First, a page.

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#1 Bears among us: 20,000 pounds of fish flesh is a lure the animals cannot resist.
07-06-2008, 04:03 PM
- Join Date
- Aug 2005
Bears among us: Too close for comfort?
At least 20 grizzly bears, likely more, come to feed at the stream at some point each summer.
Never before has there been a bear mauling in town.
Not that the horrific attack on 15-year-old mountain biker Petra Davis last weekend came as a shock to those familiar with local bears. A small group of wildlife biologists with the Alaska Department of Fish and Game have been warning for years that something like this could happen in popular Far North Bicentennial Park on the city's eastern edge.
Why?Because of the salmon in Campbell Creek.
The minimum spawning goal for king salmon there is 70 fish. But for years now almost a thousand of the big salmon have reached the spawning grounds every summer. Until a children-only fishery began this year, no people were allowed to fish for these salmon. They all went to the bears. Some 20,000 pounds of fish flesh is a lure the animals cannot resist. The bears come for the kings, and they stay for the subsequent runs of reds and silvers.
Research biologist Sean Farley concluded at least 20 grizzly bears, likely more, come to feed at the stream at some point each summer. Farley knows he didn't get a record of all the grizzlies visiting the creek, and he didn't even try to count the black bears that might sneak in and try to grab a fish here and there.
07-06-2008, 08:55 PMJim Renkert, a local skier vying for a spot on the U.S. Olympic nordic ski team in the 1980s, trained by running through the area in those years. He never worried about bears and rarely saw one. Now, he said, encounters are regular enough that he usually carries bear spray.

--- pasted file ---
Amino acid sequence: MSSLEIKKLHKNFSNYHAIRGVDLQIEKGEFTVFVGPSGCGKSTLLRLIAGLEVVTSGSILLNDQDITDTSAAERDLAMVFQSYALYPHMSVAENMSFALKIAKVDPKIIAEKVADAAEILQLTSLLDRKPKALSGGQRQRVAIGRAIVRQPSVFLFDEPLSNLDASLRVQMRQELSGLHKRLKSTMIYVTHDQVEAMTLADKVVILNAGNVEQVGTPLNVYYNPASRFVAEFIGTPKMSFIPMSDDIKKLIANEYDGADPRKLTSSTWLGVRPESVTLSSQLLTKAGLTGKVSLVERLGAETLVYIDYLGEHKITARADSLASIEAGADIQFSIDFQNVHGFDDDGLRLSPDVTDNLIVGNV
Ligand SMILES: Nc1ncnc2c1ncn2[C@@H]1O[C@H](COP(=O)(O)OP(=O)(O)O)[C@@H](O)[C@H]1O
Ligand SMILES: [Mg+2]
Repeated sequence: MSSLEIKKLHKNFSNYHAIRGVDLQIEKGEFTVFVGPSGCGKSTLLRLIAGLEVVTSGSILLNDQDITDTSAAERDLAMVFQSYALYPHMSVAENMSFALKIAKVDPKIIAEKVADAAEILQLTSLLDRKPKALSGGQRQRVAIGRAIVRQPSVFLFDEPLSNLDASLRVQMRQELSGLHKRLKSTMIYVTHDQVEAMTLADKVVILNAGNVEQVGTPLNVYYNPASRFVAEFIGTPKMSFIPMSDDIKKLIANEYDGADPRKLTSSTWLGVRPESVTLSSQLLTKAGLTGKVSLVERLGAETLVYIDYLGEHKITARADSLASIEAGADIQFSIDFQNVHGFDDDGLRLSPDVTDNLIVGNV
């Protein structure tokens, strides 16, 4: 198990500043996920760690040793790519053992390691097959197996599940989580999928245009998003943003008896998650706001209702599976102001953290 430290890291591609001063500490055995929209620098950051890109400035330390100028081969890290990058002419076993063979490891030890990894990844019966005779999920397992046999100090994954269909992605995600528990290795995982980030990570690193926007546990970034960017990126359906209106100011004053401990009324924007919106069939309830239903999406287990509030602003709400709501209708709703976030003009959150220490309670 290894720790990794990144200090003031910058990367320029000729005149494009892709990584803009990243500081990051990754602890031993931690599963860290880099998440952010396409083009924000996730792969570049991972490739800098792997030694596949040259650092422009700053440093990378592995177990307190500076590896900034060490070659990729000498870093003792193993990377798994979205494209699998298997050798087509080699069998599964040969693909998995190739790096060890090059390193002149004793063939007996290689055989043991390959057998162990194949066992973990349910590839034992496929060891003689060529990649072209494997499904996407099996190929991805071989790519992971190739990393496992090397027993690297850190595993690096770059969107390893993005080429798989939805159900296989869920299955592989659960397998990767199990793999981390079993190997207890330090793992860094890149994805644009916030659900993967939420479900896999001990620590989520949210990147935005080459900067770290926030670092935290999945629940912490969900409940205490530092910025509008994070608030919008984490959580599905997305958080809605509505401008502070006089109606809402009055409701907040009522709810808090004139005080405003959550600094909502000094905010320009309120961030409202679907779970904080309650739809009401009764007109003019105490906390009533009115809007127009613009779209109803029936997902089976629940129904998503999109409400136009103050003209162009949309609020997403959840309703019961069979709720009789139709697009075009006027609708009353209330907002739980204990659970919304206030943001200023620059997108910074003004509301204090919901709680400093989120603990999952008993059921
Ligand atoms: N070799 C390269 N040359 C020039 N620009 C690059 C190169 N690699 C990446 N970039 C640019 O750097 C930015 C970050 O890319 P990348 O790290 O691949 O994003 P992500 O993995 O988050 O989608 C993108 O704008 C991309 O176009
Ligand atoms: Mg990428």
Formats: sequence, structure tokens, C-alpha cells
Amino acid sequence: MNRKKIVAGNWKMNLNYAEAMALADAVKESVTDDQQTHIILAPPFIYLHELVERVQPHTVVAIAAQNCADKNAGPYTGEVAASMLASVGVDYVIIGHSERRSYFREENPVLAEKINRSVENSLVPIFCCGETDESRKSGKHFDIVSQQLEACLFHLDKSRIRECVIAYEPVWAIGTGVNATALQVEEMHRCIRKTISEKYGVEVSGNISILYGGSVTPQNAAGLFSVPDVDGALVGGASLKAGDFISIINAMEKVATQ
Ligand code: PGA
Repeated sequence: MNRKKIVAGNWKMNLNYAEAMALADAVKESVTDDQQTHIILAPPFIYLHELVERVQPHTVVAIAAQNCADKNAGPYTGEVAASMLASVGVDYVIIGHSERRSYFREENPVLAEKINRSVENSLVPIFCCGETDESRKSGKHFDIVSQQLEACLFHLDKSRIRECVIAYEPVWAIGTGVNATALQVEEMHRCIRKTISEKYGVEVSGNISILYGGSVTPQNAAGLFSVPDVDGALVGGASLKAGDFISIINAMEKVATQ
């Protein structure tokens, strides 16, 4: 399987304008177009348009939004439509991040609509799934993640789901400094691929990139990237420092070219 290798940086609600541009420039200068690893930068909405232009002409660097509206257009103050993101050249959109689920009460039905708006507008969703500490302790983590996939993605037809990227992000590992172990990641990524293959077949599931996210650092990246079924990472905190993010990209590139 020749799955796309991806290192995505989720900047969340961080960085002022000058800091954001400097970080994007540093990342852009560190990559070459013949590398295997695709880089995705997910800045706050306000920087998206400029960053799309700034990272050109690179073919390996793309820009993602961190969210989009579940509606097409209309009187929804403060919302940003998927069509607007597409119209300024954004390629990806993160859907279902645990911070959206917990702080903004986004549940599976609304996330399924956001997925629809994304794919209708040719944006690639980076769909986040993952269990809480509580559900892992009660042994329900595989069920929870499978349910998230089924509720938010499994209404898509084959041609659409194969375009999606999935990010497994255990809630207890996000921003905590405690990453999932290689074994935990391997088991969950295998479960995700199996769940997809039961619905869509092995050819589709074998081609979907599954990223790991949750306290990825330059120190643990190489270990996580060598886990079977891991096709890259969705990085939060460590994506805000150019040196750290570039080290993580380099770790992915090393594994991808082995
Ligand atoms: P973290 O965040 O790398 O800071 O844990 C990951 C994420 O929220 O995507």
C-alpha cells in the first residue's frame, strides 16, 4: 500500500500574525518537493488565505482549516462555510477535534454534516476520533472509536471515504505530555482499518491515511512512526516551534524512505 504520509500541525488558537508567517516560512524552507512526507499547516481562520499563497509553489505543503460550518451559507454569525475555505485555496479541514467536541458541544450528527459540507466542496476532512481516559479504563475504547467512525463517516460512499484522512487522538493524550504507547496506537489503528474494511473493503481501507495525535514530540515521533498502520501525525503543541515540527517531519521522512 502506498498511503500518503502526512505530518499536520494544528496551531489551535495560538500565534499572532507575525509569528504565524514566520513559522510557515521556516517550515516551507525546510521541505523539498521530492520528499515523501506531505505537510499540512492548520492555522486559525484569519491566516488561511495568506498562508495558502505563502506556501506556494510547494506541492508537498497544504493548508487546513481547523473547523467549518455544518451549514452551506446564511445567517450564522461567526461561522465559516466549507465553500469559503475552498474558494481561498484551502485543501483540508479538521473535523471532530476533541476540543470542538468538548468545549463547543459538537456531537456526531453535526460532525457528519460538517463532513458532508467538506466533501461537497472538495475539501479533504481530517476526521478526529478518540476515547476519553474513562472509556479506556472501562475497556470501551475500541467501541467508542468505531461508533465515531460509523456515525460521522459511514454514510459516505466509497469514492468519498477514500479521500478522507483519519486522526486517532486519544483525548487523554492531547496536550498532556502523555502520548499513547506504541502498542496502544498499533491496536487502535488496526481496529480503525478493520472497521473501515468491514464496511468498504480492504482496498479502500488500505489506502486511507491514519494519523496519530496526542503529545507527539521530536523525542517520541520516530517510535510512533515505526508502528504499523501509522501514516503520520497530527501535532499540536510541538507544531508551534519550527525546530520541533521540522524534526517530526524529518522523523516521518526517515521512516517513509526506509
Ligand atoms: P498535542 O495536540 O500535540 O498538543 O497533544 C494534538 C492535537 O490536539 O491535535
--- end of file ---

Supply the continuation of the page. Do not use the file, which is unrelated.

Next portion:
Bear SPRAY??? I'd be packing a .357 Mag. minimum!!! Screw the spray.
Too many bears??? Obviously it's the BFEE's fault and Global Warming...:D
07-06-2008, 11:25 PM
- Join Date
- Aug 2005
Subject: FW: BIG BEAR "Ehhhh..."
This is disturbring. Look at the size of the paw!! The following pictures are of a man who works for the Forest Service in Alaska. He was out deer hunting and a large world record Grizzly charged him from about 50 yards away. The guy unloaded a 7mm Mag Semi-auto Into the bear and it dropped a few feet from him. The bear was still alive so He reloaded and capped it in the head. It was over one thousand six hundred pounds and 12' 6" high at the shoulder. It's a world record. The bear had killed a couple of people. Of course, the game department did not let him keep it.
Think about it. This thing on its hind legs could walk up to the Average single story house and could look on the roof at eye level. Also his last meal was human. http://www.breakthechain.org/exclusives/bigbear.html
07-06-2008, 11:31 PM
- Join Date
- May 2008